Putin Rebuffs Fraud Complaints, Sees Foreign Role In Rallies

MOSCOW, Russia -- Prime Minister Vladimir Putin said he won’t bow to demands for a re-run of a parliamentary vote and accused his foes of trying to “destabilize” Russia with foreign support by protesting election fraud.

Vladimir Putin

Putin, 59, who faces the biggest unrest since he came to power, warned against being “dragged into some schemes to destabilize society” and compared the rallies against accusations of ballot-rigging in the Dec. 4 election to Ukraine’s Orange Revolution.

Courts must review allegations of vote fraud after official results are announced, he said.

“We know the Orange Revolution in Ukraine -- some of our opposition leaders were in Ukraine at the time and were working officially as advisers to Yushchenko,” Putin said today, referring to the 2004 street protests in the former Soviet republic that overturned the results of a presidential election and brought opposition leader Viktor Yushchenko to power. “They are transferring these tactics to Russia.”

Speaking in a televised phone-in show that lasted 4 1/2 hours, Putin said organizers paid students to join a Dec. 10 rally in the Russian capital.

Opposition groups got permission yesterday to stage another rally in Moscow on Dec. 24 for as many as 50,000 people, twice the size of the crowd estimated by police last week.

The protests over the parliamentary vote may force Putin into a run-off contest in March’s presidential election if he can’t win more than fifty percent support.

‘Insulting’

“Putin doesn’t believe that he has to make any serious compromises,” Mikhail Vinogradov, head of the St. Petersburg Politics Foundation research group, said by telephone today.

“Instead, he made statements that the opposition will consider insulting.”

Putin’s approval rating is 46 percent, according to a Nov. 26-27 poll of 3,000 people by the Public Opinion Foundation.

No margin of error was given.

The state-run All-Russian Center for the Study of Public Opinion, or VTsIOM, gives Putin 41 percent approval in a poll conducted among 1,600 people on Nov. 26-27 with a 3.4 percentage-point margin of error.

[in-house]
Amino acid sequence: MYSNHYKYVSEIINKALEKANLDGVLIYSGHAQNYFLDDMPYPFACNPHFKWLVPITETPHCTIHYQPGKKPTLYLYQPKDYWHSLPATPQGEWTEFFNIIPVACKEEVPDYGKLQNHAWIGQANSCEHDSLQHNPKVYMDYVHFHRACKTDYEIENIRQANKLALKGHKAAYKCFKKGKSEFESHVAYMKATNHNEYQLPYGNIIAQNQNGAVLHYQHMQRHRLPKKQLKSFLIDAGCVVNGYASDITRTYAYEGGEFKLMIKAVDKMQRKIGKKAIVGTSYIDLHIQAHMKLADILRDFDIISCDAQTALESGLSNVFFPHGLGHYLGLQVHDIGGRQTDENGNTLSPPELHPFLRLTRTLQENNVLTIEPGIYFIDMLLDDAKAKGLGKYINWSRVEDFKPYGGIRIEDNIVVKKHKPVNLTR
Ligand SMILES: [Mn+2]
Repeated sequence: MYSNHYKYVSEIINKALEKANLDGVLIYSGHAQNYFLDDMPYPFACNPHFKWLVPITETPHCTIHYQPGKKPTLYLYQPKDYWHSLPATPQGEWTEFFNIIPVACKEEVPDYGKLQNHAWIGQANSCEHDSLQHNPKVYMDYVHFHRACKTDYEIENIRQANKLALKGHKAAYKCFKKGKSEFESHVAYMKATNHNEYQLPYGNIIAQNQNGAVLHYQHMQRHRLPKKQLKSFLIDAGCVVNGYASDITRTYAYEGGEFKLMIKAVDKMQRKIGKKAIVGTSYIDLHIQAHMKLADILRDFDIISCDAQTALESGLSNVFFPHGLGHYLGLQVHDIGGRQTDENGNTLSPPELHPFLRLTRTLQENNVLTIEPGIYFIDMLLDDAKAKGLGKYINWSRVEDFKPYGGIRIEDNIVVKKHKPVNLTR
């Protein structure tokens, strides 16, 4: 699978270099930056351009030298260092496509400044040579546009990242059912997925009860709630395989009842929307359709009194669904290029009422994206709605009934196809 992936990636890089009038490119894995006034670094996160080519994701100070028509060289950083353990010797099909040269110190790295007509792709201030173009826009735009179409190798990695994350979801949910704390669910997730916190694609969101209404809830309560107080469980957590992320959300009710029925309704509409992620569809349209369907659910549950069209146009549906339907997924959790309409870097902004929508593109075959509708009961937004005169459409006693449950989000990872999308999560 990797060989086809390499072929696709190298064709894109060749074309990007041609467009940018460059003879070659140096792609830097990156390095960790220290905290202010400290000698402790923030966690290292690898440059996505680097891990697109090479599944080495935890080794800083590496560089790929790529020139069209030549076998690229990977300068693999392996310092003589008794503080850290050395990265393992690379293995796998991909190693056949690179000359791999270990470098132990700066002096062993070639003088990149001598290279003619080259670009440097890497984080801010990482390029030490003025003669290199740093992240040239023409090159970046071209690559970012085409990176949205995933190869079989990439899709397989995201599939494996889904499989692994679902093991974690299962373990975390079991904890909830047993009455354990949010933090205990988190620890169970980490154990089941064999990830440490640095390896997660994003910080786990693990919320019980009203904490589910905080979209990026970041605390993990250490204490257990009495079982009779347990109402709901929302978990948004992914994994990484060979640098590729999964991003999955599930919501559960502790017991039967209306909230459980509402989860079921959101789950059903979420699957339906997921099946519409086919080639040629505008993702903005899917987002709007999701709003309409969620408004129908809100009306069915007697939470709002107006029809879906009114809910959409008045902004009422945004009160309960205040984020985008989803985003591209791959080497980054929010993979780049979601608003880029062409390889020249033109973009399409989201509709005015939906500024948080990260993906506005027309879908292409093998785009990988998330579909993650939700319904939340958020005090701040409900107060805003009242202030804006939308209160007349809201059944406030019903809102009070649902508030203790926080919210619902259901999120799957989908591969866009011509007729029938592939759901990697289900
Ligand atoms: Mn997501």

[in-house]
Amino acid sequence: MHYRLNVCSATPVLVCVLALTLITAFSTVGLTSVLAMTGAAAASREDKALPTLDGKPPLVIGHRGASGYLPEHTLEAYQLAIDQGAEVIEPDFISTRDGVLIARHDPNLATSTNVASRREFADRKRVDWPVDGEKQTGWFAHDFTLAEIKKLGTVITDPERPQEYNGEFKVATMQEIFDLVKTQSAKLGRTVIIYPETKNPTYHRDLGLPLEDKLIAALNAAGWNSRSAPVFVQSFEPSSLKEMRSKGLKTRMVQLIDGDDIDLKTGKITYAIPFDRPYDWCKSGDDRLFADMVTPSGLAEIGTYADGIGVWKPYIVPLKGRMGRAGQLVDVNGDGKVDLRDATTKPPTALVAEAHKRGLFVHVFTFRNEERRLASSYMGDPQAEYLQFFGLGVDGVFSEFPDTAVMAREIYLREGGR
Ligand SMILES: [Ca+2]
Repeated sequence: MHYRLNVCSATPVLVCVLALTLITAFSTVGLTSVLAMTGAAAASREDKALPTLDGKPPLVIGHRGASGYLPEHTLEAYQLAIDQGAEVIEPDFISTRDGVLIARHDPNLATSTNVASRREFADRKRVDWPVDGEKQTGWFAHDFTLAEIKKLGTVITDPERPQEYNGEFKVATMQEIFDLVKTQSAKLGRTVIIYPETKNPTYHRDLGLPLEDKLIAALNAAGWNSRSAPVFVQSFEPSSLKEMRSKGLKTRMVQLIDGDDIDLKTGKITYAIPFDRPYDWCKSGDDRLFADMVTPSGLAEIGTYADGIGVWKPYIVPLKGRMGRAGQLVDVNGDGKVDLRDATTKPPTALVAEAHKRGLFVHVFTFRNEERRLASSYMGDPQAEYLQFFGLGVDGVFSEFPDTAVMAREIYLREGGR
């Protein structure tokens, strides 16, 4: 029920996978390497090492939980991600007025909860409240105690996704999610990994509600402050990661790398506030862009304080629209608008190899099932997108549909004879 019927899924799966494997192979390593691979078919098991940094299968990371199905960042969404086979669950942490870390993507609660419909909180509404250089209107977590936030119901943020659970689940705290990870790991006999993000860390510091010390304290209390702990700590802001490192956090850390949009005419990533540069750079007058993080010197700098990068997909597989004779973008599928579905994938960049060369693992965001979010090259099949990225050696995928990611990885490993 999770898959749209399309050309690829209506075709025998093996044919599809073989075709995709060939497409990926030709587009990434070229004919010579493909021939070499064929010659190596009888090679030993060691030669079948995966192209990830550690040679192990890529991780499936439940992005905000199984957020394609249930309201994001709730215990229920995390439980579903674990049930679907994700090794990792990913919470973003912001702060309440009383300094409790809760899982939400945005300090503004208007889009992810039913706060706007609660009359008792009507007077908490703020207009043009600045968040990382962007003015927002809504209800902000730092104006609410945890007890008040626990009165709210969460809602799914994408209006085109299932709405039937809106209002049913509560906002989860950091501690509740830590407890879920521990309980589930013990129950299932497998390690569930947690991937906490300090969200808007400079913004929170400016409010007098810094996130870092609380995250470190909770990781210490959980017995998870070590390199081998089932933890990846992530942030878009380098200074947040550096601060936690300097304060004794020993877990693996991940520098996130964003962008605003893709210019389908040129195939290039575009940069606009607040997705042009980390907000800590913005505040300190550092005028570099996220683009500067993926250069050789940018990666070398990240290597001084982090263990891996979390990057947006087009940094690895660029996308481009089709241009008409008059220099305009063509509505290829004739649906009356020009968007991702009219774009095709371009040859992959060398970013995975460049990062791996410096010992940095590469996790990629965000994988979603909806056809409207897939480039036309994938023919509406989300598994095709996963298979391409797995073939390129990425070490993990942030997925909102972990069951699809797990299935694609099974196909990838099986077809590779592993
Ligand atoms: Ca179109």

The ruble gained for the first time this month, adding less than 0.1 percent to 31.7900 per dollar and trading near its weakest level against the U.S. currency in more than two months. The 30-stock Micex Index rose 1.5 percent to 1,393.61.

‘Real Balance’

“The results of these elections definitely reflect the real balance of forces in the country,” said Putin, who in September announced plans to return to the Kremlin, pushing aside his protege Dmitry Medvedev.

“The opposition will always claim election results aren’t fair.”

Some of his opponents “have Russian passports, but are acting in the interests of foreign states and with foreign money,” Putin said.

Boris Nemtsov, a former deputy prime minister and an opposition leader who backed Yushchenko as president, became an economic adviser after the Ukrainian leader was elected.

He didn’t answer calls to his mobile phone seeking comment.

Putin, who served as president from 2000 to 2008 and may be in power until 2024, told election officials today to install web cameras at every single polling station in March to avoid any accusations of vote fraud.

‘Minimize the Chance’

“For me it’s clear these attacks about the recent elections have an ongoing character -- the main aim is the next elections, presidential elections,” Putin said.

“We need to make sure there aren’t any problems here, to minimize the chance for people to point to these elections as unfair, to pull the rug from under those who want to delegitimize the authorities completely.”

The ruling United Russia party’s majority in the State Duma dropped to 238 of the legislature’s 450 seats from 315 after the 2007 vote as stalling wage growth and the government’s failure to curb corruption repelled voters.

International observers said the parliamentary vote was marked by ballot-stuffing and was neither free nor fair.

Putin’s party won more than 46 percent of the vote in Moscow, Europe’s largest city with 11.5 million people and the epicenter of the protests to date, according to official results.

That compared with 27.5 percent support in an exit poll by the Public Opinion Foundation.

The prime minister said an incident on Nov. 20 in which spectators at a mixed-martial arts contest in Moscow appeared to boo him wasn’t a concern.

‘Not Offended’

“It’s not clear what this noise was about,” he said. “It could have been various things, one of which was my appearance on the ring. This is entirely possible and I’m not offended.”

Putin also said he would quit his leadership role if he understood that he no longer had the support of the people.

Ousted Finance Minister Alexei Kudrin said Putin shouldn’t “provoke” political protesters with claims that many of them were paid to attend rallies.

People are right to condemn the election results because violations occurred and the response from the authorities has been “inadequate,” Kudrin told reporters in Moscow today.

Putin’s attitude to the protests shows that he hasn’t understood the need to take on board the complaints of the middle-class Russians who took to the streets, said Julian Rimmer, a trader of Russian shares at CF Global Trading in London.

“He has been trotting out the familiar canards to explain away the most vociferous expressions of discontent since his reign of ‘managed democracy’ began,” Rimmer said by e-mail today.

“He has, by turns, blamed foreign interference for the dissent or clever manipulation of callow youth by unscrupulous ‘counter-revolutionary elements.’”

Source: Business Week

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